Women's prize for fiction

Course Dates: 24/07/21 - 31/07/21
Time: 10:30 - 13:30
Location: Online
The Women’s Prize for Fiction is one of the most popular, contentious and highly contended literary prizes in Britain. In this short course we will read and discuss past and current winners, texts by the 2021 judges, consider the merits and drawbacks of the prize, and perhaps predict the next winner!
This course will be delivered online. See the ‘What is the course about?’ section in course details for more information.
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SKU
184440
Full fee £69.00 Senior fee £55.00 Concession £42.00

Course Code: HLT240

Sat, day, 24 Jul - 31 Jul '21

Duration: 2 sessions (over 2 weeks)

Or call to enrol:020 7831 7831

Please note: We offer a wide variety of financial support to make courses affordable. Just visit our online Help Center for more information on a range of topics including fees, online learning and FAQs.

What is the course about?

This online literature weekend course considers the history and often divisive nature of the Women’s Prize and the popularity or cultural impact of its past winners. Through engaging with other media such as interviews and podcasts, we would consider what the judges look for in a winner, how the judges themselves are chosen, the transition of the award from the Orange Prize to Women’s Prize and compare shortlists from previous years to the overall winners. Other topics for discussion would include the recent controversy regarding the ‘Reclaim Her Name’ campaign, the merits and drawbacks of categorised prizes and the difficulties in assessing who qualifies for them.

Tutor biography:
Beatrice Ashton-Lelliott is a PhD researcher and seminar tutor in English Literature at the University of Portsmouth. Her doctoral thesis examines the autobiographies of nineteenth-century magicians and representations of fictional conjuring in Victorian literature. She also worked on the British Library’s ‘In the Spotlight’ research project, contextualising nineteenth-century playbills and periodical reviews. Her other research interests include contemporary Japanese literature, occulture, Romanticism and fantasy fiction.

This is a live online course. You will need:
- Internet connection. The classes work best with Chrome.
- A computer with microphone and camera is best (e.g. a PC/laptop/iMac/MacBook), or a tablet/iPad/smart phone/iPhone if you don't have a computer.
- Earphones/headphones/speakers.
We will contact you with joining instructions before your course starts.

What will we cover?

• The history/development of the Women’s Prize
• Reactions to the ‘Reclaim Her Name’ campaign and current debates about the pros/cons of the prize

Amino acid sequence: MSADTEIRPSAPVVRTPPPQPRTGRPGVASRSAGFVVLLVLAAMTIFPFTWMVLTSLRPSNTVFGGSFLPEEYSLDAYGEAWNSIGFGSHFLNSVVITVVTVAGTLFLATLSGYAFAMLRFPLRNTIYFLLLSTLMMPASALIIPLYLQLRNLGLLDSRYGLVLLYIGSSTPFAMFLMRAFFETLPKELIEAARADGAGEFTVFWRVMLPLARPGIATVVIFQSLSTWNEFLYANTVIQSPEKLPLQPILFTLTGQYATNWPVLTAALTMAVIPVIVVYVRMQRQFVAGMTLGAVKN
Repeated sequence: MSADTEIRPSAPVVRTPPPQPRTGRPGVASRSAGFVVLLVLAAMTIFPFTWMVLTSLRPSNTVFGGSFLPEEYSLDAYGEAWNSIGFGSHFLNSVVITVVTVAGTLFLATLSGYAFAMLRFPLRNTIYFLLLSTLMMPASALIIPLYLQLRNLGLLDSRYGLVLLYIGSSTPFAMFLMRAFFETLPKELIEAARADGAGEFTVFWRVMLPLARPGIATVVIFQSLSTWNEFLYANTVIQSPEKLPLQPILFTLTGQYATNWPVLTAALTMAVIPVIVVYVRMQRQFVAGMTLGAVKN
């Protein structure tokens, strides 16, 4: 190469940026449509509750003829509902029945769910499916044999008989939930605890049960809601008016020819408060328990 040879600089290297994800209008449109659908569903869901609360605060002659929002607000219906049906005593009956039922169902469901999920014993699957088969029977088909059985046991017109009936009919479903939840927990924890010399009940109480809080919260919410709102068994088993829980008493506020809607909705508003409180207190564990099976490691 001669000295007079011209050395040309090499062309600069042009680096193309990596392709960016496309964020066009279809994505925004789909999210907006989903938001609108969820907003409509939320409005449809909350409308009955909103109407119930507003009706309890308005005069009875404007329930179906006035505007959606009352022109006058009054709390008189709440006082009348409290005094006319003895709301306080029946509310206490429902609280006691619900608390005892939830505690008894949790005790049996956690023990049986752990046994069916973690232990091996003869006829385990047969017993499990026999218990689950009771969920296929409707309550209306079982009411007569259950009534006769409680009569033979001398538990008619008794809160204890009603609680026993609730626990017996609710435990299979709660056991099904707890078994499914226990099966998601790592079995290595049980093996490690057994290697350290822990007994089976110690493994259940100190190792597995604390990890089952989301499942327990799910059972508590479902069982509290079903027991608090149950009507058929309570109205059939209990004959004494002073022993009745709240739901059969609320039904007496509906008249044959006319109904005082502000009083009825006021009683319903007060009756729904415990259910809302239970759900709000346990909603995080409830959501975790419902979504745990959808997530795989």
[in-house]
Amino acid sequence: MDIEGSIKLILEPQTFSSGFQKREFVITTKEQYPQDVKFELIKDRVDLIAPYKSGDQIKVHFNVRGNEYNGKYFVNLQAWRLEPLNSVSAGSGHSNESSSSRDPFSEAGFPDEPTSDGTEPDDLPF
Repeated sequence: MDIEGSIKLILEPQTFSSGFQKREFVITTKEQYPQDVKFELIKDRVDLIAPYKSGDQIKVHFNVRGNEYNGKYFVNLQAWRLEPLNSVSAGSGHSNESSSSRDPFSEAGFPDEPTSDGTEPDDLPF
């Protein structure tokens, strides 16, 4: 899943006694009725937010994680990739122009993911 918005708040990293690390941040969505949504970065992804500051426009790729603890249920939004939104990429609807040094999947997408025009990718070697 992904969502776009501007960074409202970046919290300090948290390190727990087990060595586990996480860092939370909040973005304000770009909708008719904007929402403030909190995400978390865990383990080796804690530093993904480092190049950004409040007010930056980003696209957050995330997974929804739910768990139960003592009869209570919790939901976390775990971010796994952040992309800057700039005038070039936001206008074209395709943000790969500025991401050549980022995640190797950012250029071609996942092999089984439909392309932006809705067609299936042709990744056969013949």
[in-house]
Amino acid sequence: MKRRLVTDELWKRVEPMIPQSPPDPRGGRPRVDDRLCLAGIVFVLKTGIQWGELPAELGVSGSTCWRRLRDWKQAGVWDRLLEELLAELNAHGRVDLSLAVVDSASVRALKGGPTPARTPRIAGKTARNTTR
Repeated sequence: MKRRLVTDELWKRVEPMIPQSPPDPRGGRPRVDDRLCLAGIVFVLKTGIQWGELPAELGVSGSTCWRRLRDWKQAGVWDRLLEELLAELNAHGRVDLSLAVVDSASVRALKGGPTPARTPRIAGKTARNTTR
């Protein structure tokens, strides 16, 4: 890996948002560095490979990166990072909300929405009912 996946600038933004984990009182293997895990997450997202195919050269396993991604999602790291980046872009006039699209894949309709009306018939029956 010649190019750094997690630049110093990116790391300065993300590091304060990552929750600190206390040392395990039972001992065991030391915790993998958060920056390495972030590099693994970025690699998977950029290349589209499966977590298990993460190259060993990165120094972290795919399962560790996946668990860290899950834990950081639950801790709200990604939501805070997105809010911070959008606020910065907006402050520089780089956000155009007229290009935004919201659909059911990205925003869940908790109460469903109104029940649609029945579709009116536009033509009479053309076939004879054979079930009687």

• The themes of past and current winning texts in the lead up to the 2021 award.

What will I achieve?
By the end of this course you should be able to...

• Engage with the history and processes behind British literary prizes
• Have an awareness of any themes or styles which recur in winners of the prize
• Confidently discuss the merits and drawbacks of the prize.

What level is the course and do I need any particular skills?

This course is for anyone interested in the subject. We will discuss a wide variety of genres and the processes behind literary awards, so an interest in or awareness of the Women’s Prize and the texts which have been nominated would be beneficial.

How will I be taught, and will there be any work outside the class?

Some short contextual lectures with PowerPoints, but this course is primarily an interactive mix of large group work and discussion with some smaller group discussions in breakout rooms. Work outside class is reading the set texts and any necessary secondary reading. Clips from podcast and video interviews will be shown throughout.

Are there any other costs? Is there anything I need to bring?

Please buy: Girl, Woman, Other by Bernardine Evaristo (2019, Penguin)

Extracts of a selection of books which have previously won the prize, as well as some of the shortlisted ones for this year will be provided by the lecturer. Digital materials and/or links to any additional secondary reading will also be provided.

When I've finished, what course can I do next?

Look for other literature courses at www.citylit.ac.uk/history, culture and writing/literature/fiction.

Beatrice Ashton-Lelliott

Beatrice Ashton-Lelliott is a PhD researcher and seminar tutor in English Literature at the University of Portsmouth. Her doctoral thesis examines the autobiographies of nineteenth-century magicians and representations of fictional conjuring in Victorian literature. She also worked on the British Library’s ‘In the Spotlight’ research project, contextualising nineteenth-century playbills and periodical reviews. Her other research interests include contemporary Japanese literature, occulture, Romanticism and fantasy fiction.

Please note: We reserve the right to change our tutors from those advertised. This happens rarely, but if it does, we are unable to refund fees due to this. Our tutors may have different teaching styles; however we guarantee a consistent quality of teaching in all our courses.